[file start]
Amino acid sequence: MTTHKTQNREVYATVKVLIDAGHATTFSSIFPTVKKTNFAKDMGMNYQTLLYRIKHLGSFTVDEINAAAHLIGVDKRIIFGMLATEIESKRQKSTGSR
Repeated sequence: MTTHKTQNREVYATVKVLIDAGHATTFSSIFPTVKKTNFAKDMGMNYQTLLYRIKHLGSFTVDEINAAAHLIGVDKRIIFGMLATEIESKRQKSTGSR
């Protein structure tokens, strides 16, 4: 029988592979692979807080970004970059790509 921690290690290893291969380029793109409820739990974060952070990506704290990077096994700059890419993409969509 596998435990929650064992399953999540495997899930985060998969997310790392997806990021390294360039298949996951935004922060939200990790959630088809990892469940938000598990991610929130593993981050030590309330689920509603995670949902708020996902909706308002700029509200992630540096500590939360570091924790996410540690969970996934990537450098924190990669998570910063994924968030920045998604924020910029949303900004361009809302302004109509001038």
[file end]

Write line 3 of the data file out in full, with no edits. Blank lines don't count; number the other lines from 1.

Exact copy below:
């Protein structure tokens, strides 16, 4: 029988592979692979807080970004970059790509 921690290690290893291969380029793109409820739990974060952070990506704290990077096994700059890419993409969509 596998435990929650064992399953999540495997899930985060998969997310790392997806990021390294360039298949996951935004922060939200990790959630088809990892469940938000598990991610929130593993981050030590309330689920509603995670949902708020996902909706308002700029509200992630540096500590939360570091924790996410540690969970996934990537450098924190990669998570910063994924968030920045998604924020910029949303900004361009809302302004109509001038």